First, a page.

After talking to a few secretaries, the best response I had received so far was that it was fine to have 2 people, they would just have to trade out so that only one was with me at a time. I called the next name on the list and asked my question…and the secretary said she would go ask the doctor. This is a good sign, I thought, as I listened to the hold music. She came back and said the doctor said that wouldn’t be a problem. HOORAY!!! So I made an appointment with my new doctor. I repeated the date, the time, everything, and she confirmed. And I was free to go on vacation and actually enjoy it, with no worries about the baby or hospital or doctor to cloud my enjoyment of Italy.


So, I had my baby, in a foreign country. Which is why I haven’t been online much. That, plus our internet box and my computer apparently had some sort of feud and stopped talking to each other so I had to sneak onto Jake’s in between feedings and when he wasn’t using it. And never fear, I will continue my fascinating series on pregnancy in the French medical system and will write all about my overly long stay in a French hospital. Until then, here’s a recent hodgepodge of what I’ve been thinking about:

Within the space of a week:

  • my American debit card number was stolen and therefore cancelled (thereby greatly reducing our access to that account
  • our “insurance” decided they wouldn’t be able to wire money to our French account to pay the hospital bill, despite me telling them we did not have enough money in the French account to pay and would not be able to use an American card to pay (European cards have a chip that American ones don’t)
  • I had a baby and therefore needed to pay a hospital bill
  • “insurance” figured out a way to wire money to us
  • the wire raised some sort of red flag and the French bank froze our account

So, we ended up paying for our kid with a check that didn’t technically have funds to cover it. But thankfully we were able to get the account unfrozen before the check cleared so it all worked out.

The way you feel about your child is far too profound to capture in words. But I will say that Asher makes me so, so happy. The fact that he exists is something I’m enormously proud of and a source of great joy. I’m just so pleased with him.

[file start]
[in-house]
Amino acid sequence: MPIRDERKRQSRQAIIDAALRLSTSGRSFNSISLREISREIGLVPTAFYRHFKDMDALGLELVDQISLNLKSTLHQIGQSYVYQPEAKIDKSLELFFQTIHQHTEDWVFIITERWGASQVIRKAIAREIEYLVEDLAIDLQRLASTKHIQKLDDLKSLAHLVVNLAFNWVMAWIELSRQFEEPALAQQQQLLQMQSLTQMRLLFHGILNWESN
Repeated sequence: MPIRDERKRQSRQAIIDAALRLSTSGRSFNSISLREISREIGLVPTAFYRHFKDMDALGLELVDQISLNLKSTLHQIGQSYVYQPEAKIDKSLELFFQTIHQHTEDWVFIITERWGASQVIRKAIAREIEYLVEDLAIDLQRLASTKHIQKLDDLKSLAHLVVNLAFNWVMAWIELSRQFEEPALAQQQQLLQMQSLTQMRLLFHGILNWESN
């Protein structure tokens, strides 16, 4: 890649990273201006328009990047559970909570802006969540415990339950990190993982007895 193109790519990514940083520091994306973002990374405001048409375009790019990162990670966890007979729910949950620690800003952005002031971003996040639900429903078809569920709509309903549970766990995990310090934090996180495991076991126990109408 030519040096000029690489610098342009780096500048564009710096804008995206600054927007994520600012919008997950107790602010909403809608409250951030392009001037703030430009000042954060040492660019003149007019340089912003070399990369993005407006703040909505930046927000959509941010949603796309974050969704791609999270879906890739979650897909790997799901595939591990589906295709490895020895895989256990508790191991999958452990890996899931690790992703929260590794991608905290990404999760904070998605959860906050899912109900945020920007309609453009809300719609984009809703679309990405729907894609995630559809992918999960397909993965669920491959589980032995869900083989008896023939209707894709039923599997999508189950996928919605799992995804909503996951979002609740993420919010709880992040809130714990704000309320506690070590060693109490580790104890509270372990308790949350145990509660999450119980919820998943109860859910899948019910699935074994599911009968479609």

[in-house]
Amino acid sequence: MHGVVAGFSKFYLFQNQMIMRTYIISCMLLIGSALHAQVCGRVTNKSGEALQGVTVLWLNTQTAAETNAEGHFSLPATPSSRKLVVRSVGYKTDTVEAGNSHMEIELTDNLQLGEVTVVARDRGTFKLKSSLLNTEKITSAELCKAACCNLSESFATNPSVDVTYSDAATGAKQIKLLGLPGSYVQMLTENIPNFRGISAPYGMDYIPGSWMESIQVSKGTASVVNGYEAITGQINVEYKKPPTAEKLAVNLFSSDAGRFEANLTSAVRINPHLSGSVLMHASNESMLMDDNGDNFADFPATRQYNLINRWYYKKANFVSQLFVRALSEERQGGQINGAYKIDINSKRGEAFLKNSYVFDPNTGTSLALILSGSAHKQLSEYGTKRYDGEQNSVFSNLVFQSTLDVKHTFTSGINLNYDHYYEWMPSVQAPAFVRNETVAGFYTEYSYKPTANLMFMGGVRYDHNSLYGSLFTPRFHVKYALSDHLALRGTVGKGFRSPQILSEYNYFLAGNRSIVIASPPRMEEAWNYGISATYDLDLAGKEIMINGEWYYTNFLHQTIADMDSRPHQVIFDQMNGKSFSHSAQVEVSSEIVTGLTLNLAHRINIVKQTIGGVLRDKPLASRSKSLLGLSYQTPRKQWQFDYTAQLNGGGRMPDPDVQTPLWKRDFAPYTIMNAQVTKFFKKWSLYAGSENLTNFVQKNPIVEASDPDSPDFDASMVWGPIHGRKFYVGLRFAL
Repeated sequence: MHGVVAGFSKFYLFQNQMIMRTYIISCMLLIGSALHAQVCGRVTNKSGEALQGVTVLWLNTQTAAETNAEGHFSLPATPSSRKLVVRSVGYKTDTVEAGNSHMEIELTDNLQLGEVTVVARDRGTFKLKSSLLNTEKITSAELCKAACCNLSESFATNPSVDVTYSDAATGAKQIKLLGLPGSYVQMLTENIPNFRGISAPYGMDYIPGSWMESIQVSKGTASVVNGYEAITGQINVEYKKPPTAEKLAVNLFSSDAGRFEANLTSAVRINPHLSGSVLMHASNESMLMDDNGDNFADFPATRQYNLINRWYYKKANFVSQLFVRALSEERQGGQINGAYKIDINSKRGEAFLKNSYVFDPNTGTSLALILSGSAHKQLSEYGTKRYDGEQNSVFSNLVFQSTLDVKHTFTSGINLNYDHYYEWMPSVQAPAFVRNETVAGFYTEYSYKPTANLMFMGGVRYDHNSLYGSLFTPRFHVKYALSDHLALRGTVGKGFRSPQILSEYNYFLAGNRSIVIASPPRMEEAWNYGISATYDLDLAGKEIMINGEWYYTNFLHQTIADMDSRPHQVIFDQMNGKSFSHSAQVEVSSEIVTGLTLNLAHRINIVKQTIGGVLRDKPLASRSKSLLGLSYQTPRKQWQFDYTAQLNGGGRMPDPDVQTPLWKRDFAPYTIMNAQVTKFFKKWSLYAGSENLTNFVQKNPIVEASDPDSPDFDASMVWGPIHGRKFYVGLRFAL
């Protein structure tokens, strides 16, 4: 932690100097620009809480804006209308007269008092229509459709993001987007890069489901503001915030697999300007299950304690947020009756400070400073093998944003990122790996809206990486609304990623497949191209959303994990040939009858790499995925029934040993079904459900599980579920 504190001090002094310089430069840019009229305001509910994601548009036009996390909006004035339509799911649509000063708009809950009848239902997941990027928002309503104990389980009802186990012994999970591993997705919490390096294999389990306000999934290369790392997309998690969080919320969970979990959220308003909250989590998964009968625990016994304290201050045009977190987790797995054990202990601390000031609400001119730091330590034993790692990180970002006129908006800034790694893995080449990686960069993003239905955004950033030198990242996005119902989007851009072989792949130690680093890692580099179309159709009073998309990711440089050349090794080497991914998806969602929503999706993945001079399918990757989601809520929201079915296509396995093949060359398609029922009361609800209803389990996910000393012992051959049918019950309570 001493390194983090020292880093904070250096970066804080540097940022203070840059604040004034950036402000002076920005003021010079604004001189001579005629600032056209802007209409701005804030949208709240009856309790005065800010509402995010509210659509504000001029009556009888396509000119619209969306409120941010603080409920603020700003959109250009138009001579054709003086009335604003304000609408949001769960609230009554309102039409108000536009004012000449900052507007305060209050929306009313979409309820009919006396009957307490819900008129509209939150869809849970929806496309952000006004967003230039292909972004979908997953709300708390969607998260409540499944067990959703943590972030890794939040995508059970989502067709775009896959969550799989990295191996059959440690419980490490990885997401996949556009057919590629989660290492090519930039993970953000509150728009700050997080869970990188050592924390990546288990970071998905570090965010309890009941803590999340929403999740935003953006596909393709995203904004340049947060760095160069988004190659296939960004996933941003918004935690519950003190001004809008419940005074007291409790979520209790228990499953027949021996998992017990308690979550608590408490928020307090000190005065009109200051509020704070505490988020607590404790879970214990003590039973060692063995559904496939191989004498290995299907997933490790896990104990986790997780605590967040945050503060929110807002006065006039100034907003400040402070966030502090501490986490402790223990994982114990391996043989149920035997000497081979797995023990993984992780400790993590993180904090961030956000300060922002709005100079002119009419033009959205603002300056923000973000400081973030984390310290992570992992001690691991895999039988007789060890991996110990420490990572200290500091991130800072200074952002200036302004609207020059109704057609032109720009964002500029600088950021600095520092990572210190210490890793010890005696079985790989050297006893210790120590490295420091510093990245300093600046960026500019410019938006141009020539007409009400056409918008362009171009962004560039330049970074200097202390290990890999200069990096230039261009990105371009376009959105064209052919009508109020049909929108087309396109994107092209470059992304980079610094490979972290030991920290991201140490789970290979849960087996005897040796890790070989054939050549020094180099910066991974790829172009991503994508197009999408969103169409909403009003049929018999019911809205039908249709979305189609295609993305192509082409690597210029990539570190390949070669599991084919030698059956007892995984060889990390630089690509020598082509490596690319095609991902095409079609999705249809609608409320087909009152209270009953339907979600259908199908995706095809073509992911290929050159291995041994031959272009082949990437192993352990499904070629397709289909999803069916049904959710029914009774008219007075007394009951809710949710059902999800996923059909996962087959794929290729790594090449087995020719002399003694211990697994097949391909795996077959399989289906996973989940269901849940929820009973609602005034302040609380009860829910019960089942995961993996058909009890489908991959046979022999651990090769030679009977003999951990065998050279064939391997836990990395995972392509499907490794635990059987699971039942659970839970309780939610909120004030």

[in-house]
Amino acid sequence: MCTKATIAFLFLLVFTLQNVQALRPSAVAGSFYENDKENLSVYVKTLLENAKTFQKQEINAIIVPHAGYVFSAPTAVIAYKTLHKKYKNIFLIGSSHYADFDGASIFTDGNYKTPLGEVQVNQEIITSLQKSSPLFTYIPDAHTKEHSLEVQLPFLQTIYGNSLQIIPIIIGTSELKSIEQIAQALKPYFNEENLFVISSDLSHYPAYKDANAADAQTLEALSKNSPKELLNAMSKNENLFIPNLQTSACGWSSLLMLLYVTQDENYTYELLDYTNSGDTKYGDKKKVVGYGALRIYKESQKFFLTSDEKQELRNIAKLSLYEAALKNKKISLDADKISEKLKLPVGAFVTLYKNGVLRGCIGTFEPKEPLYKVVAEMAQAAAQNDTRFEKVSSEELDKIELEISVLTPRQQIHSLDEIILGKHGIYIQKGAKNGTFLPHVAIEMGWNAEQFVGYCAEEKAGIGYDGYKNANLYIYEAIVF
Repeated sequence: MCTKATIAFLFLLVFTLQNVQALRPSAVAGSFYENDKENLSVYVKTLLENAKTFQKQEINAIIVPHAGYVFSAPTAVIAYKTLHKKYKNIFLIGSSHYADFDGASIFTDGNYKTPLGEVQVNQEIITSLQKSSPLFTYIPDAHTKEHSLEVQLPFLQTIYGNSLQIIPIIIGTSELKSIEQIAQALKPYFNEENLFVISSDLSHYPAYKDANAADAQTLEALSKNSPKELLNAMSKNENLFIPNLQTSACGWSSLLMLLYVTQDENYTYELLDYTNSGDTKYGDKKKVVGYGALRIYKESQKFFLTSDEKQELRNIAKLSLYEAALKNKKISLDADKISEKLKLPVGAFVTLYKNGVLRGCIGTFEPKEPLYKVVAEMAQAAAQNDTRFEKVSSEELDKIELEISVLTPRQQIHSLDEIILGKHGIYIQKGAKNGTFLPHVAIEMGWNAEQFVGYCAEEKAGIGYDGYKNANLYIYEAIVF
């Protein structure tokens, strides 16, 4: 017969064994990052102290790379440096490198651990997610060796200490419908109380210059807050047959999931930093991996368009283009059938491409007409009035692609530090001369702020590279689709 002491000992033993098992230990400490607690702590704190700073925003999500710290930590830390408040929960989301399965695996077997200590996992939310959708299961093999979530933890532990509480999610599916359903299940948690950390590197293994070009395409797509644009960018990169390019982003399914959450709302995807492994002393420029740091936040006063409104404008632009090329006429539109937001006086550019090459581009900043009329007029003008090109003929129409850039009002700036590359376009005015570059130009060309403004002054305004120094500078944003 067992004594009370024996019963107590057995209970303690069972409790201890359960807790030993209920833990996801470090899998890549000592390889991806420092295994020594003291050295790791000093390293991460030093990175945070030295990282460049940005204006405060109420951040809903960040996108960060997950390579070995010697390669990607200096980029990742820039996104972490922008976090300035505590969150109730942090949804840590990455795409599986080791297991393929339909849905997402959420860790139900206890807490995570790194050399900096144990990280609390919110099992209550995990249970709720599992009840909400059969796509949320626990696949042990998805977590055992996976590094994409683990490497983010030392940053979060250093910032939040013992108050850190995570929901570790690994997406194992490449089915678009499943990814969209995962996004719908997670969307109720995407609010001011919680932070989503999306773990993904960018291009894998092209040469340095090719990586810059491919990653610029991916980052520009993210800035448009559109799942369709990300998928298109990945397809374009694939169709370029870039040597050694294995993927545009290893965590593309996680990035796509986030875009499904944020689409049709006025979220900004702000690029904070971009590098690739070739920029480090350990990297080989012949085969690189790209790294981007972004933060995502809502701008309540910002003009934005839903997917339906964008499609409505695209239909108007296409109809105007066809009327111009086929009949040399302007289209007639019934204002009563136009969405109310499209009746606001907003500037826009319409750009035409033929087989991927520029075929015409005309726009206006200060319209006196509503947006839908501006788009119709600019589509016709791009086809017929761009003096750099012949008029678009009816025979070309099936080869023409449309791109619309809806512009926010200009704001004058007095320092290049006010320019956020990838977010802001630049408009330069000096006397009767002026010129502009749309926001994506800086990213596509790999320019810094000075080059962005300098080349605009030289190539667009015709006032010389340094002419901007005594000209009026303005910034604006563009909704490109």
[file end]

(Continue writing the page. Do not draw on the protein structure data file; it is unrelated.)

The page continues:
And, I have come to realize over the past few weeks that the human race owes its continued existence to the fact that women are a tough, stubborn lot. Suffice it to say that delivery didn’t go the way I would have chosen and 6 weeks later I can sit for short amounts of time without a donut, as long as it’s a cushy surface. Suddenly people are coming out of the woodwork: “I used a donut for 8 weeks!” “I had mastitis 4 times and thrush 9 times!” and the thing is, every single one of them – us – would say, without hesitation, it was worth it, that the same and worse would be suffered if necessary to bear and feed a child.

I was really glad my belle-mere was going to be coming for the baby…but when you throw in a recovery that has been much, MUCH longer and more difficult than I ever imagined, her presence was a huge blessing. I had three-and-a-half weeks where I didn’t have to wash a dish or cook and could just focus on healing and learning how to nurse and otherwise be a mom. It occurred to me that if such help was more common, postpartum depression would probably not exist, or at least would be far more rare. I read an article once by an Orthodox Christian woman who said that, in their belief system, a woman should have 40 days after childbirth to rest, heal, and bond with her baby. So the other women in her church community bring dinners and help with cleaning and chide her for doing too much, if she is, so she can just sit around and snuggle her baby. Being taken care of makes it far more difficult to feel overwhelmed.